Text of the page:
The proportion of tax in the price of diesel is the highest level in more than a decade according to a new study. A dip in pump prices has resulted in 74 per cent of the amount paid by motorists ending up with the Treasury according to the RAC Foundation.
Leaving Europe ‘would create a skill shortage’
Britain will face a skills shortage if it leaves the European Union because employers will not be able to replace migrant workers quickly, a recruitment company has warned.
Best ever February for Jaguar Land Rover
Jaguar Land Rover reported its best ever February, with overall sales up 31 per cent on a year ago, including an 84 per cent rise in the UK.
Volkswagen may cut jobs to pay for emissions scandal
Volkswagen may have to cut jobs in the US and Europe, depending on how much it is fined for manipulating diesel emissions tests, a company official has told workers at its German headquarters. The US Department of Justice is suing VW for up to $46bn (£32.3bn) for breaching US environmental laws. There is still no fix for nearly 600,000 cars affected in the US almost six months after the scandal erupted.
The Daily Mail
Self-driving Merc that overtakes on its own: New E-Class model uses inbuilt radar to complete manoeuvre and steer itself – but law will need to be changed before British drivers can use it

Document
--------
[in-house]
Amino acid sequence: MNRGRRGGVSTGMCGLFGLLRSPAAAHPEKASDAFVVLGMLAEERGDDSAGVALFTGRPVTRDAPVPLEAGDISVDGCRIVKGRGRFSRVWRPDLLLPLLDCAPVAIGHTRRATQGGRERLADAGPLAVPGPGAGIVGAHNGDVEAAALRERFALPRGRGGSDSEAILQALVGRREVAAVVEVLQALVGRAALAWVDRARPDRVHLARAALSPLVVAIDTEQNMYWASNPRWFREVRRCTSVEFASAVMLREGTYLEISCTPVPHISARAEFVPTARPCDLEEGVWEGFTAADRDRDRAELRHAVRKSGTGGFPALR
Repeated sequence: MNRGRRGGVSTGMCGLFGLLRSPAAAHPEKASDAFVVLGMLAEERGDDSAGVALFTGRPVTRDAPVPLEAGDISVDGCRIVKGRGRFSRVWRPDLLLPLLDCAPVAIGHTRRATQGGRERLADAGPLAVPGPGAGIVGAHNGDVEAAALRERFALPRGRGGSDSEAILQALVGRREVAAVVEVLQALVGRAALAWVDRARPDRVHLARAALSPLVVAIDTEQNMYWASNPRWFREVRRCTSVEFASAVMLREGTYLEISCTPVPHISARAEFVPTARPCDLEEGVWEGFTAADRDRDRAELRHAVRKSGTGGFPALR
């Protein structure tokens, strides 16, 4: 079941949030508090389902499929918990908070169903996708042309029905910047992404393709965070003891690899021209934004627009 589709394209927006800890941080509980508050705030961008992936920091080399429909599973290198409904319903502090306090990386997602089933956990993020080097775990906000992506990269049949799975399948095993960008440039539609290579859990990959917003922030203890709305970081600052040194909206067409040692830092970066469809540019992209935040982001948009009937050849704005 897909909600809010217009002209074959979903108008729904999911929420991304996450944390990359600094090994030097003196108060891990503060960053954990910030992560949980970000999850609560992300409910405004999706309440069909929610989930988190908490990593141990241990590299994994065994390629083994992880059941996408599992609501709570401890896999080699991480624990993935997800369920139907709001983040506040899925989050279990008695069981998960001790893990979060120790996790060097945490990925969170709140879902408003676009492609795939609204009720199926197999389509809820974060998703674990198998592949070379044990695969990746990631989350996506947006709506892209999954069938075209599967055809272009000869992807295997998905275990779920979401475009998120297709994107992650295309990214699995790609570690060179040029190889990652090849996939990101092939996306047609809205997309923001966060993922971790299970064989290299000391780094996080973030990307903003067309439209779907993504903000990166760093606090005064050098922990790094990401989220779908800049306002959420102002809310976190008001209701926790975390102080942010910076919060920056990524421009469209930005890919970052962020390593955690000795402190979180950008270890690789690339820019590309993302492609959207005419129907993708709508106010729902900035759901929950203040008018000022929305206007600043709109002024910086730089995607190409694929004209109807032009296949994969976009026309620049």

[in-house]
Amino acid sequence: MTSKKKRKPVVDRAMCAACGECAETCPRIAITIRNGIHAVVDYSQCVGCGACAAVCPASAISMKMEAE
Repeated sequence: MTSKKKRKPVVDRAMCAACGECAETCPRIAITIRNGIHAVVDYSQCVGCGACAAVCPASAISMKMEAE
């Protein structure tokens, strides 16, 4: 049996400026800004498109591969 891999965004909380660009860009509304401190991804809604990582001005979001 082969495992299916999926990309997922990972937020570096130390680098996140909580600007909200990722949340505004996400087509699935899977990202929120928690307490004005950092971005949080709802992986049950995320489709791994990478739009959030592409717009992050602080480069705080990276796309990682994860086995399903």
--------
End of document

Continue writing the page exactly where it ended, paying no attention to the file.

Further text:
Next time you see a Mercedes overtaking you on the motorway, you might want to check who is actually driving it.
The German car giant’s hi-tech new E-Class can pass other vehicles and steer around bends all by itself.
It is even capable of performing such feats at speeds well above the UK’s maximum 70mph limit – although it can also be programmed to slam on the brakes if there is a risk of exceeding the speed limit.
The Daily Mirror
Workers could lose jobs and overtime pay after introduction of living wage
British workers getting a pay rise from the living wage may find their overtime pay docked or even lose their jobs, a recruitment company has warned. From April 2016, British workers aged 25 or over must be paid at least £7.20 an hour .
But James Hick, managing director at recruiters Manpower Group, said: “The National Living Wage will have a huge influence on retailers and leisure companies, and firms are still grappling with how the changes will affect them.